Scott and Mark, the Kelly brothers, are not household names. Not yet. They have never walked the red carpet, been interviewed by Oprah Winfrey, or been widely courted by the press. But as the only blood relatives to orbit in space, they are a unique part of American history. And when the 47-year-old identical twin astronauts—Mark is is six minutes older and sports a mustache—rendezvous aboard the International Space Station in February 2011, it will be an aerospace first.
Scott, who will command the station, is scheduled to blast off from Kazakhstan on Oct. 7 at 7:11 p.m. EST, in what he describes as the “dependable Soviet workhorse,” the updated Soyuz spacecraft, to spend six months conducting a variety of scientific experiments on the structure the size of a football field, 200 miles above the earth. Approximately 180 days later, Mark will hurtle through space at 17,500 miles per hour piloting what is likely to be the penultimate NASA space shuttle mission, Endeavor STS 134, to carry supplies and meet up with his brother on that remote outpost. When he docks, it will be an extraordinary encounter. Though both are naval commanders, there is no question of who’s in charge of what: Scott’s bailiwick is the space station; the space craft belongs to Mark.
Gallery: The World’s Most Famous Twins
Prepping for their joint venture, the siblings seem amazingly cool about their orbital road trip. “You’re just too busy to be scared,” says Scott, crediting their lack of nerves to intense training and relentless exercise. (Scott has been preparing in Kazakhstan with a Russian crew since August. Mark has been working in Houston in an underwater capsule that simulates the absence of gravity.)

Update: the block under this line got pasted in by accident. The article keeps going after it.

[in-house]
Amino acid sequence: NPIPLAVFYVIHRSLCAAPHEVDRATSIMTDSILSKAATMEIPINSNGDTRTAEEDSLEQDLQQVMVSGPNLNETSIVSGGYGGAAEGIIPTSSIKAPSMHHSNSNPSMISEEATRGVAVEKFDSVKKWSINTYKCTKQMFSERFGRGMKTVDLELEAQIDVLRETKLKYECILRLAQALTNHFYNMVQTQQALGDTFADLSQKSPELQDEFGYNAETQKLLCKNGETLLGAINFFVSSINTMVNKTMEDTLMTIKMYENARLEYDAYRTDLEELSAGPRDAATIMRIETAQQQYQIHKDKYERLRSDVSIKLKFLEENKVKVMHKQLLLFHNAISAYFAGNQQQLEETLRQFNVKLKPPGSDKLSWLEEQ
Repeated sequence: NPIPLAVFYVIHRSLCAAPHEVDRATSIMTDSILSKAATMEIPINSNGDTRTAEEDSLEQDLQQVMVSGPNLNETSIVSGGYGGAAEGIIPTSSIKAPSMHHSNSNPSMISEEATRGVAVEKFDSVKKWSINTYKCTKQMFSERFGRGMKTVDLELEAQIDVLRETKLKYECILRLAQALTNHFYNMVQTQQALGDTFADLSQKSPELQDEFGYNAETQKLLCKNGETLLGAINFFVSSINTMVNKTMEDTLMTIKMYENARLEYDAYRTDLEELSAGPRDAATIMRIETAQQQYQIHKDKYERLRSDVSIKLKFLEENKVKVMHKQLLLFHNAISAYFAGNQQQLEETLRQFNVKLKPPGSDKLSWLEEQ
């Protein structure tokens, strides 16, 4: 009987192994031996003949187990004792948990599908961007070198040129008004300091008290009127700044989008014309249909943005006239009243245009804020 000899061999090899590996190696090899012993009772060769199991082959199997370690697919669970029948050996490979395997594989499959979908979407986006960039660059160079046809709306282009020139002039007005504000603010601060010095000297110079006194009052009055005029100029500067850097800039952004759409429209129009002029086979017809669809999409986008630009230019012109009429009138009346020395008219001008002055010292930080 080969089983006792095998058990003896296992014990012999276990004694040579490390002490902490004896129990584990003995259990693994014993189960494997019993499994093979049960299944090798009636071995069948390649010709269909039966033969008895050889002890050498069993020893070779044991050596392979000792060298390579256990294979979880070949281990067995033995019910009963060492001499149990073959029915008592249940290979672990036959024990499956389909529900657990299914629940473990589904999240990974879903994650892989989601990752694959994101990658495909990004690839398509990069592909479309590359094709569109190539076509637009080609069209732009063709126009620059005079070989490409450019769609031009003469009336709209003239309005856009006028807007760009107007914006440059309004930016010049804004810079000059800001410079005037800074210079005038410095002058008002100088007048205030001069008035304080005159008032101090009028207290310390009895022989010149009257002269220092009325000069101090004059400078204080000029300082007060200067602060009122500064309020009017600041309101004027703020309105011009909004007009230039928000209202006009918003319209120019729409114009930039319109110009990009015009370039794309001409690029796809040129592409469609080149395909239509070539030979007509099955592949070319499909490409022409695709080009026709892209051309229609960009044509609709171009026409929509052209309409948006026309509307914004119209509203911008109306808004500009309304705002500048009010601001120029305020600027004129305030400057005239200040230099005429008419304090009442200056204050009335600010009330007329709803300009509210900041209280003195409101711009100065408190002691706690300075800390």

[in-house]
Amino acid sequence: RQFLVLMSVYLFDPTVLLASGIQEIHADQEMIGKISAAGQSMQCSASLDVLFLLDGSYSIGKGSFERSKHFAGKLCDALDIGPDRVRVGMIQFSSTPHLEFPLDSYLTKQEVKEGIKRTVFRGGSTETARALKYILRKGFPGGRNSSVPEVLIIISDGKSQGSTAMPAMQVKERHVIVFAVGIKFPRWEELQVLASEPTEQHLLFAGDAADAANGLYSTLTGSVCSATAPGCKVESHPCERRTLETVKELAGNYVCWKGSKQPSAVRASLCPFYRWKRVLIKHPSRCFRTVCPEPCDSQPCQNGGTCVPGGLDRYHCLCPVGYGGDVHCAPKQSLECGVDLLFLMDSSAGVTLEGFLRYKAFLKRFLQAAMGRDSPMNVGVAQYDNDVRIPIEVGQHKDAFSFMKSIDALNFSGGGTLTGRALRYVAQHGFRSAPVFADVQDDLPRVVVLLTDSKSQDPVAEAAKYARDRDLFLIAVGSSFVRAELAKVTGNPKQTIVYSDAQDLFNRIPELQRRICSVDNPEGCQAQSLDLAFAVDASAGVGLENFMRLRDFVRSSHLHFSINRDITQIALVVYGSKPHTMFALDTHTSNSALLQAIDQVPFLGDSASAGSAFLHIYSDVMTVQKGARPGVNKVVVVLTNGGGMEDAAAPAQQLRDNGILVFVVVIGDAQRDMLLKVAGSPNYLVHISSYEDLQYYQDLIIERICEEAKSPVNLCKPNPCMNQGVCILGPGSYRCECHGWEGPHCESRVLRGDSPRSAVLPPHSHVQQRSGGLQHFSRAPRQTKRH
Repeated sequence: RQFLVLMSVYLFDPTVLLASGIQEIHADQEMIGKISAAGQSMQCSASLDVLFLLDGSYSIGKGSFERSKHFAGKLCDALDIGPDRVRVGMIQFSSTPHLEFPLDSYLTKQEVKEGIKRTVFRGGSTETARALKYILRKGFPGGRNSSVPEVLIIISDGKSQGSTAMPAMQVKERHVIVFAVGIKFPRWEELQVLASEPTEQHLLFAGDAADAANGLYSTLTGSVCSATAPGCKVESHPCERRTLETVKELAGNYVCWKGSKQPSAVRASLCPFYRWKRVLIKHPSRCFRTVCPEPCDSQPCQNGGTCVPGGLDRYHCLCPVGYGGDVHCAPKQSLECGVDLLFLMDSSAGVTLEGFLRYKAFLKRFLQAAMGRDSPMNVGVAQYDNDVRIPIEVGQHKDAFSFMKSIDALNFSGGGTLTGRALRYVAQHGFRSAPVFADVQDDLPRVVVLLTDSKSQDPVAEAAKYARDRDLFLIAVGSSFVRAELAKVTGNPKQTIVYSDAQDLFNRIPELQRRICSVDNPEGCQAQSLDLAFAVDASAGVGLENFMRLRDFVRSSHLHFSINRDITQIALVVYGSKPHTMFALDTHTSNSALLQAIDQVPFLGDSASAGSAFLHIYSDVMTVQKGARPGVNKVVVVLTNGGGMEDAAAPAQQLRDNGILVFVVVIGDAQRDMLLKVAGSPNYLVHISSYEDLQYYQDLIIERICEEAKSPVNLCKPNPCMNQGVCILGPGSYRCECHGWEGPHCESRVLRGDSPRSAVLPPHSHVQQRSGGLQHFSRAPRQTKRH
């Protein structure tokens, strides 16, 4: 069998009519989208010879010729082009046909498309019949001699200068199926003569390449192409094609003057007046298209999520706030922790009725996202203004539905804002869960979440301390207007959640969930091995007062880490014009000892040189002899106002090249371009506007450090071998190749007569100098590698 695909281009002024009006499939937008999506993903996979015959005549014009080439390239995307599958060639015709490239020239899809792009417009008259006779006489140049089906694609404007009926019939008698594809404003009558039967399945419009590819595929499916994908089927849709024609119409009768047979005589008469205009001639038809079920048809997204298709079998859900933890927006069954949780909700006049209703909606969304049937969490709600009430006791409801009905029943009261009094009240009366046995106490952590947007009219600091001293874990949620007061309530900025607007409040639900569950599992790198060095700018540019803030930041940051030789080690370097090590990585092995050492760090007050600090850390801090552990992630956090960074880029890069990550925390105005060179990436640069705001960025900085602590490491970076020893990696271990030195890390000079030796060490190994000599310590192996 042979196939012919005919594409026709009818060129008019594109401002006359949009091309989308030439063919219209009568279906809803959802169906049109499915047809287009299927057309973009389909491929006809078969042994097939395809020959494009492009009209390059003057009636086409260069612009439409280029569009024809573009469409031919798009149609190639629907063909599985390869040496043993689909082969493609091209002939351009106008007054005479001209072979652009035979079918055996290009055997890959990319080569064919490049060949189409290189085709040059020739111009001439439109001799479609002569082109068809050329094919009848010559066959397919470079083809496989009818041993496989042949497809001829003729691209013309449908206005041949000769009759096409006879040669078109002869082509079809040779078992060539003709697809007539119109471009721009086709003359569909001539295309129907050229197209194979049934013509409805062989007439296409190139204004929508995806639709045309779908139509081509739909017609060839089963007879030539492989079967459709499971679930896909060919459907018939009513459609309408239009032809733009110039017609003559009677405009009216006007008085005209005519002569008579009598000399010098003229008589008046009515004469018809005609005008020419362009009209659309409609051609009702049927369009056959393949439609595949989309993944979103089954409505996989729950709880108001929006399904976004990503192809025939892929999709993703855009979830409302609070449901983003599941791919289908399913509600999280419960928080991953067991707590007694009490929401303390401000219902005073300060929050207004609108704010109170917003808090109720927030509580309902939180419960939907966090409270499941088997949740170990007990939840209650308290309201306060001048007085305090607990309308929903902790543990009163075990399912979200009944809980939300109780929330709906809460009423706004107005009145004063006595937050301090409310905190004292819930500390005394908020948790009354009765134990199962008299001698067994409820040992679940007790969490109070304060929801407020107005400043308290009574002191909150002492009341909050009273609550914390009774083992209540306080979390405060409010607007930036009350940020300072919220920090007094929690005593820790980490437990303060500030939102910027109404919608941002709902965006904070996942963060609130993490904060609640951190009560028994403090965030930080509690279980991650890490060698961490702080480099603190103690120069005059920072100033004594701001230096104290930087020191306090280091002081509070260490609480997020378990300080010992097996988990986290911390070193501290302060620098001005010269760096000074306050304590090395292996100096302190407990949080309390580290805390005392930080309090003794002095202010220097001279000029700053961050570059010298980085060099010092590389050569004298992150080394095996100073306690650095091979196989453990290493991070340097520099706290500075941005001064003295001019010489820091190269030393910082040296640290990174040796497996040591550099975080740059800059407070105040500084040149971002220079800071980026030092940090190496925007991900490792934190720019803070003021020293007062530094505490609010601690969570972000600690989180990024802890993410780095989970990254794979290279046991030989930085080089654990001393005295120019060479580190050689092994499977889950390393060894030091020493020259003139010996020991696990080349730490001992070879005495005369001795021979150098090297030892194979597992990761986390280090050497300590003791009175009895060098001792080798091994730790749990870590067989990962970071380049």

When Scott says goodbye to his twin, who will be in Kazakhstan along with their father and other family members for his launch, it will be “low-key and casual,” he tells me. A “so long and see you soon” farewell. And when Mark docks at the space station, he insists his greeting will be equally low-key. An exciting but not an over-the-top moment. “For the first five minutes we’ll catch up, but after that we have a lot of work to do,” he says.
The sons of two police officers, the twins were born in West Orange, New Jersey, a leafy suburb of New York, and grew up in a Norman Rockwell environment with the sense they could accomplish anything they set out to do. Although they squabbled as kids, they were always each other’s best friend and confidant. They still are. In high school, they co-captained the swim team, played baseball, and ran track. Mark was the better student because he studied harder and did more homework, according to Scott.
They attended different universities but shared similar interests. Both opted for naval careers, became pilots, and flew dozens of missions during Operation Desert Storm. (Initially Scott wanted to be a doctor, but when Mark chose the Navy, he followed along.) Lured by NASA’s mantra of excellence and accomplishment, plus the “challenge” of outer space, both applied for the elite astronaut program in 1996 and were accepted. (Thirty-five were chosen out of a pool of 3,000 candidates.) Scott says being tapped for the original interview was the “big surprise,” not his ultimate selection. For Mark, the entire process was serendipitous. “There was a lot of luck involved,” he says. “Luck and, of course, timing.”